Generating dummy data with Laravel

On one of the projects I worked on we needed realistic looking dummy data. Instead of just hardcoding this in the database, we wanted to generate it. Luckily for us, Laravel had just the tools for this!

Before we start on this, you’ll need the following configured properly already:
– Database models
– Migrations
– We’ll be using this package, so make sure you install it. If you use Laravel 5 or higher you won’t have to install this.

Getting started

First we need to create a seeder, let’s call this file DummyDataSeeder.php, we will place this in database/seeds. In this file we basicly define what classes we want to generate data for and how many rows of them. A seeder should always have a run() function. This is pretty self explanatory, but in your run() function you define what seeds you want to run. It will look like this:

class DummyDataSeeder extends Seeder{
    public function run() {
        //your code for generating data
    }
}

Let’s say we want to create dummy data for 20 users, first we import the user model at the top of the file, also make sure to import the seeder class:

use Illuminate\Database\Seeder;
use App\Models\User;

Then, we need to tell the seeder it needs to create the users:

factory(User::class, 20)->create();

Creating a factory

Now we just told the seeder to generate 20 users, but it doesn’t know what to put in the users yet. Let’s fix that now using a factory.

In a factory you basically define what a user actually is, and what kind of properties it is going to have. You might think of it a bit as writing a table in MySQL. The only difference is that we define what data it is going to have, not what data it should have. For this reason be sure your factory is in line with your database models and migrations, trying to generate fake dummy text and putting them in a field that has a type of int is going to throw errors.

Now let’s create our factory, we will be putting this in database/factories, we’re going to call it ModelFactory.php. Our factory will look like this for this small demo:

use Faker\Generator;

use App\Models\User;

$factory->define(User::class, function (Generator $faker) {
    return [ 'email' => $faker->unique()->safeEmail ];
});

The $factory is an object that Laravel has created for you. The first parameter you are calling on the define function is the class you will be generating dummy data for, and all you need to know about the second parameter is that it returns an array of the created class.

You always need to return an array, in this you might pass as many values as you want. Here, we say that the user has a field called email. Then we tell faker that the value it will generate has to be unique, this is completely optional and depends on your database design, but in my user class I said that a user’s email has to be unique. Because of this I have to tell this to the faker, too. Otherwise it might generate a duplicate email and throw an error.

After I tell the faker that this value has to be unique, I tell it what kind of value it has to generate. In this case a simple email address. You can check what kind of values you can generate here.

Another example

This one case of creating dummy data we just made is quite simple, but it might look like something like this, too:

$factory->define(Employee::class, function (Generator $faker) {
    $fname = '';
    $gender = '';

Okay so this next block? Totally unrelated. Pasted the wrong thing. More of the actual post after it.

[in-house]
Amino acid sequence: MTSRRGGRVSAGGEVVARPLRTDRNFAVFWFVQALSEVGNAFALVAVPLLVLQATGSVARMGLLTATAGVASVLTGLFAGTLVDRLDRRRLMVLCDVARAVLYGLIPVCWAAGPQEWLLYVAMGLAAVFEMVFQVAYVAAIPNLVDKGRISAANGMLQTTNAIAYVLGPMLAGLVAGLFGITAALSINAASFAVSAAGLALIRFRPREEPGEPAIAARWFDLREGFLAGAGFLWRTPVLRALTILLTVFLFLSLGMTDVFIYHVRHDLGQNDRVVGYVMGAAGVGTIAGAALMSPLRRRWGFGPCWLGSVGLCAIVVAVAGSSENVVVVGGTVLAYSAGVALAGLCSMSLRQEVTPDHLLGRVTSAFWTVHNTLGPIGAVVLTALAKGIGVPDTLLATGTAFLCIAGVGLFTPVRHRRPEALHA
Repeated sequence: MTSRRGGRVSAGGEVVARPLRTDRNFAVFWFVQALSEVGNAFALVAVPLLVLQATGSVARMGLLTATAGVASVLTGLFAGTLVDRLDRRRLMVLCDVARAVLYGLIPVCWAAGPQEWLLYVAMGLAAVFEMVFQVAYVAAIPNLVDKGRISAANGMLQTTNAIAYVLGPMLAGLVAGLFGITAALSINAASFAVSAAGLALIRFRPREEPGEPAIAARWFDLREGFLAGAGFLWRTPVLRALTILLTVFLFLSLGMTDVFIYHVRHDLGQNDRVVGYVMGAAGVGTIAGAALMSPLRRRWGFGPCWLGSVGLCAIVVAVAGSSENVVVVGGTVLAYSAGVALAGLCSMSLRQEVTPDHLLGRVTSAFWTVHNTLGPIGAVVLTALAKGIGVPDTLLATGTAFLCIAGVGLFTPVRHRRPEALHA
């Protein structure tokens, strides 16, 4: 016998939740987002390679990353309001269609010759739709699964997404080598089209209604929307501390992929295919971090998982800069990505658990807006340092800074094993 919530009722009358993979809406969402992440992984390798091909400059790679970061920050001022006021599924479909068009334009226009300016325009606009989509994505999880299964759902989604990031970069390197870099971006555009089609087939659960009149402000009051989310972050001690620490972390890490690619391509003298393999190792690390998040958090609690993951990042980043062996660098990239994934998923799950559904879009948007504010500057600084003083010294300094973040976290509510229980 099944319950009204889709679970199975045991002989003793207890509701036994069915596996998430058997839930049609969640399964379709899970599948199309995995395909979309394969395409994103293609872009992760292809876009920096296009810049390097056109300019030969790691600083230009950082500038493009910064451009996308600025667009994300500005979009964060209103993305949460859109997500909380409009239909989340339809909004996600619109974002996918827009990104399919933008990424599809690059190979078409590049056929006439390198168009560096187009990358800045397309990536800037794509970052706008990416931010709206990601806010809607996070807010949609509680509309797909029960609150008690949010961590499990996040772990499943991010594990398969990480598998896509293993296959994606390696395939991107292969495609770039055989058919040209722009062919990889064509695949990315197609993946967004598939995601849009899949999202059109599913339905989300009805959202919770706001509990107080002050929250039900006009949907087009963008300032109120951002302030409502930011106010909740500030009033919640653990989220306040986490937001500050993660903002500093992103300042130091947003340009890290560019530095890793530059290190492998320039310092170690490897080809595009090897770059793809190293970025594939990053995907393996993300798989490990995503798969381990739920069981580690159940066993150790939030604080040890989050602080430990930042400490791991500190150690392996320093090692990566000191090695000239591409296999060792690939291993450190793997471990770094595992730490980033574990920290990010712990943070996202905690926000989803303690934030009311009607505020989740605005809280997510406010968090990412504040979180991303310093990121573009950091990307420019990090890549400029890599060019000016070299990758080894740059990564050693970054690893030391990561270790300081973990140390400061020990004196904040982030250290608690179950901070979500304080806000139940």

$plname = $faker->randomElement(['', 'a', 'de', 'der', 'den']);
    $lname = $faker->lastName;

    $x = rand(1, 4);

    switch( $x ) {
        case 1:
                $fname = $faker->firstNameFemale;
                $gender = 'female';
                break;
        case 2:
                $fname = $faker->firstNameMale;
                $gender = 'male';
                break;
        case 3:
                $fname = $faker->firstNameFemale;
                $gender = 'other';
                break;
        case 4:
                $fname = $faker->firstNameMale;
                $gender  = 'other';
                break;
    }

    return [
        'email' => fakeEmail($fname,$plname,$lname),
        'phone_number' => $faker->e164PhoneNumber,
        'first_name' => $fname,
        'prefix_last_name' => $plname,
        'last_name' => $lname,
        'birth_date' => $faker->dateTimeBetween($startDate = '-90 years', $endDate = '-16 years', $timezone = date_default_timezone_get()),
        'gender' => $gender,
        'street' => $faker->streetName,
        'house_number' => $faker->numberBetween($min = 0, $max = 200),
        'zip_code' => $faker->postcode,
        'city' => $faker->city,
        'img_path' => "images/" . $faker->md5 . ".jpg",
    ];
});

This code isn’t very complex either, but it shows what is exactly possible with generating fake data.

Actually generating the data

But we aren’t done yet, we have written the code, but we don’t have any way of running it yet. Let’s fix that now. Luckily, a file for this has already been created. It is located in database/seeds/ and is called DatabaseSeeder.php;

It will look something like this:

use Illuminate\Database\Seeder;
use Illuminate\Support\Facades\App;


class DatabaseSeeder extends Seeder {
    public function run() {
        //code for generating data
    }
}

For now, we will simply add this line in the run() function:

$this->call(DummyDataSeeder::class);

Now that we have written the fake data, all that we have left to do is to run it. The command we have to use for this is the same as the one you use to generate the database without dummy data, but now we add the option –seed: php artisan migrate --seed. This command will run all of the Seeders that you have put in the run function in the DatabaseSeeder.php file.

Good job! You have now created your Dummy Data!

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Andy Haxby • Founder

Andy is the founder of Competa and FTSF. He is always looking to find ways to improve sustainability with software.